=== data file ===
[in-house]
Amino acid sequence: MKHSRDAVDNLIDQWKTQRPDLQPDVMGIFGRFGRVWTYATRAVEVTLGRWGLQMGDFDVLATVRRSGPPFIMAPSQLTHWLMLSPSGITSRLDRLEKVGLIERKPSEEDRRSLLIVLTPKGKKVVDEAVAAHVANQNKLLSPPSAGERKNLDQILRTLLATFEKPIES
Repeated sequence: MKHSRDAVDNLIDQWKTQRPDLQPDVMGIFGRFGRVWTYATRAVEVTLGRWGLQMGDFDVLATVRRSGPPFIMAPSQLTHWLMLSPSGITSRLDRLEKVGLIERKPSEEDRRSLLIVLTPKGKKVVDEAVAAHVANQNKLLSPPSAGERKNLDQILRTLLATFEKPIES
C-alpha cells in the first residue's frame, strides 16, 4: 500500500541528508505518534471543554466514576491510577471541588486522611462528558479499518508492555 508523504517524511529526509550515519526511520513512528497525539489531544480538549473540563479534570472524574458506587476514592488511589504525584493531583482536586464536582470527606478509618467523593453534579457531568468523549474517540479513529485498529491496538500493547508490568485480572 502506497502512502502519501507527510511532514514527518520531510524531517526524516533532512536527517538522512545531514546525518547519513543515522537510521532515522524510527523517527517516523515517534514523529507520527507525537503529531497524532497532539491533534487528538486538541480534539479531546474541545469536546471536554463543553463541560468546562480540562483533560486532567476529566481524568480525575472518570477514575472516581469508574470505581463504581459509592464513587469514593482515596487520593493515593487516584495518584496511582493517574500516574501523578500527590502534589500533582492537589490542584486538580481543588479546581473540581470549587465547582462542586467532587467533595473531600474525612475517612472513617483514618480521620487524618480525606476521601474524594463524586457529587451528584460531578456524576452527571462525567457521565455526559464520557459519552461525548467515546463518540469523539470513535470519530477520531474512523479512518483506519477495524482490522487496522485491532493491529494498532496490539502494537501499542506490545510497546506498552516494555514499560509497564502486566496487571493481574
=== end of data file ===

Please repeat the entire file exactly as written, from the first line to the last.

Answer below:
[in-house]
Amino acid sequence: MKHSRDAVDNLIDQWKTQRPDLQPDVMGIFGRFGRVWTYATRAVEVTLGRWGLQMGDFDVLATVRRSGPPFIMAPSQLTHWLMLSPSGITSRLDRLEKVGLIERKPSEEDRRSLLIVLTPKGKKVVDEAVAAHVANQNKLLSPPSAGERKNLDQILRTLLATFEKPIES
Repeated sequence: MKHSRDAVDNLIDQWKTQRPDLQPDVMGIFGRFGRVWTYATRAVEVTLGRWGLQMGDFDVLATVRRSGPPFIMAPSQLTHWLMLSPSGITSRLDRLEKVGLIERKPSEEDRRSLLIVLTPKGKKVVDEAVAAHVANQNKLLSPPSAGERKNLDQILRTLLATFEKPIES
C-alpha cells in the first residue's frame, strides 16, 4: 500500500541528508505518534471543554466514576491510577471541588486522611462528558479499518508492555 508523504517524511529526509550515519526511520513512528497525539489531544480538549473540563479534570472524574458506587476514592488511589504525584493531583482536586464536582470527606478509618467523593453534579457531568468523549474517540479513529485498529491496538500493547508490568485480572 502506497502512502502519501507527510511532514514527518520531510524531517526524516533532512536527517538522512545531514546525518547519513543515522537510521532515522524510527523517527517516523515517534514523529507520527507525537503529531497524532497532539491533534487528538486538541480534539479531546474541545469536546471536554463543553463541560468546562480540562483533560486532567476529566481524568480525575472518570477514575472516581469508574470505581463504581459509592464513587469514593482515596487520593493515593487516584495518584496511582493517574500516574501523578500527590502534589500533582492537589490542584486538580481543588479546581473540581470549587465547582462542586467532587467533595473531600474525612475517612472513617483514618480521620487524618480525606476521601474524594463524586457529587451528584460531578456524576452527571462525567457521565455526559464520557459519552461525548467515546463518540469523539470513535470519530477520531474512523479512518483506519477495524482490522487496522485491532493491529494498532496490539502494537501499542506490545510497546506498552516494555514499560509497564502486566496487571493481574